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Get ahead of the game in 2018: FAQ

by Anthony Cox, Esq.

Many see the new year as a time for a fresh start and an opportunity. Business owners are no different, and often this leads them to ask what they should be thinking about from a legal perspective as they chart the course for the next twelve months. Here are some of the questions we often receive from business owners and executives looking to head off trouble at the pass, and answers that may help you think about what you can do to set the conditions for success in 2018.

I'm current on my taxes, but wonder if I'd be ready for an IRS audit if I ever faced one. What can I do now to prepare?

  • Records maintenance is always important, but especially with the threat of an audit looming. And If your company has elected S-corporation status, you may have a heightened risk of audit. One of the easiest and most important things businesses can do from a legal perspective is to make sure their corporate records are up to date. The current IRS "lookback" period is three years, so at a minimum a company should have meeting minutes for annual board meetings and shareholder or member meetings covering that period. This is especially true for companies who have experienced significant changes in the company's ownership or management.

My company has grown and I have new business opportunities outside of Ohio. Are there any steps I need to take?

  • All states have some type of registration and reporting requirements for out-of-state companies doing business in that state; the question is whether your business dealings trigger these requirements. Typically, you won't need to register to do business in a foreign jurisdiction (that is, a state that is different from the one where your company was formed) for one-time transactions. But if you have repeated business dealings or an ongoing presence in that state – for example, you employ a sales representative there – then you probably are required to register. Penalties may be stiff for failure to comply. You should also work with a state-and-local tax accounting expert to determine what kind of tax implications your out-of-state dealings will have.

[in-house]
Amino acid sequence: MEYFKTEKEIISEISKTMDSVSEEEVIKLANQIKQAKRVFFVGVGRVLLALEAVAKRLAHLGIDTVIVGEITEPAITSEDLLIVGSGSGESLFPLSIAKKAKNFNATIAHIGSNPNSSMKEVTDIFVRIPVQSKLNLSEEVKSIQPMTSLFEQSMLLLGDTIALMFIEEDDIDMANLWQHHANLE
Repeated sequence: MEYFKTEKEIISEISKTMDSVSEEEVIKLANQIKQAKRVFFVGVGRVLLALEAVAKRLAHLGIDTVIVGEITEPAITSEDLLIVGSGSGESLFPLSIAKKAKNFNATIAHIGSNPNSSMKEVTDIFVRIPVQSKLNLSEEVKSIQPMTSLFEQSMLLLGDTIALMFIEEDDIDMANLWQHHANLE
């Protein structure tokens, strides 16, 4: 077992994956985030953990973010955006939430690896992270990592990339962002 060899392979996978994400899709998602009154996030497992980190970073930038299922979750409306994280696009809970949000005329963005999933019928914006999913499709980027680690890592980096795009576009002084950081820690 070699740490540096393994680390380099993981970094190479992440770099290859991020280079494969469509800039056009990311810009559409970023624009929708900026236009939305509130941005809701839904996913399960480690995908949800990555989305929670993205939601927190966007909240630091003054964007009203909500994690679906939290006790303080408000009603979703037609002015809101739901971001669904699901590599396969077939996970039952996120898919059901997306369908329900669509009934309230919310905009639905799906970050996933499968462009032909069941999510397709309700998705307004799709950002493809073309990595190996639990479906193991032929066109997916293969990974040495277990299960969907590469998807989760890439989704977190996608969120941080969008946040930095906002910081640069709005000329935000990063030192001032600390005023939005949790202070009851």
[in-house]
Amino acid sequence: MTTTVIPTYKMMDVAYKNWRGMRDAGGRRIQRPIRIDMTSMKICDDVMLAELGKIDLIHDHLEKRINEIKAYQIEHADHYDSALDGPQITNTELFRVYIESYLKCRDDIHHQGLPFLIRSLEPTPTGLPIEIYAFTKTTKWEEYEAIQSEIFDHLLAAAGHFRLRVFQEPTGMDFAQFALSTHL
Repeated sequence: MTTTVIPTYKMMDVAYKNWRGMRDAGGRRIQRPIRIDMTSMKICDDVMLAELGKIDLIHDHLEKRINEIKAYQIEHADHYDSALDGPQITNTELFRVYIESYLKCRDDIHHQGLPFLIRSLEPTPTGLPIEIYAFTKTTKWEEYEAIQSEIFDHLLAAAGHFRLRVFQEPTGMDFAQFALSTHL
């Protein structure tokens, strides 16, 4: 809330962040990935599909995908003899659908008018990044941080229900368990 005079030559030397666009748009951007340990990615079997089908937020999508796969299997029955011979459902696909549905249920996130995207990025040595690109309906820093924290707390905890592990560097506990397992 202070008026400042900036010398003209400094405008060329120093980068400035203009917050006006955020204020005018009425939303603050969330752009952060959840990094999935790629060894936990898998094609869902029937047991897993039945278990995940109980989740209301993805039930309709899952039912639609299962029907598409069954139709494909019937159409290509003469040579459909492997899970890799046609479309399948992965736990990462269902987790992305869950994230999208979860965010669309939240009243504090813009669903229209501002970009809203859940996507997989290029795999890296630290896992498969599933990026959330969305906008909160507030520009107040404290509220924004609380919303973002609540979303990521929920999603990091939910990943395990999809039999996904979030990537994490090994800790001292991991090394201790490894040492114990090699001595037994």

I'm a manufacturer who orders raw materials from foreign countries. What do I need to know?

  • One of the most important things to be aware of is the stiff duties attached to many imported goods. Of particular importance are the "anti-dumping" tarriffs, imposed on imported goods determined by the federal government to be priced below fair market value (the idea being to protect U.S. markets and businesses from unfair international competition). Certain products from China and India tend to have the highest anti-dumping duties attached. In addition to knowing the costs, importers also need to understand the import process and clearly define rights and responsibilities in purchase contracts and agreements with import agents.

I want to protect my company's competitive edge. How can we protect our company's image and trade secrets?

  • Trademarks, service marks, logos, etc. should all be registered with the U.S. Patent and Trademark Office, and if you have any new ideas or inventions arising from your business process, you should contact a patent lawyer and discuss your options to protect those potentially profitable assets. Also, any trade names used in the course of your business should be registered with the Ohio Secretary of State. Furthermore, companies have confidentiality protections in all contracts where trade secrets are at risk, and they should have policies in place to ensure that new ideas and inventions developed using company resources remain the property of the company and not the individual employee who may have stumbled upon "the next big thing."

A friend recently discovered that a trusted employee had been stealing money from his company over the course of several years. How can I keep this from happening to me?

  • It's always a good idea to take inventory of your company's internal controls and understand who has access to sensitive information such as passwords, bank account information, and company records. Generally speaking, the more concentrated this access is, the more scrutiny it deserves. Of course, you don't want to alienate hardworking employees with unwarranted suspicion, and sometimes issues result from honest mistake rather than malicious intent. But having a firm grasp on "who" has access to "what" may help you identify and neutralize problems before they arise.

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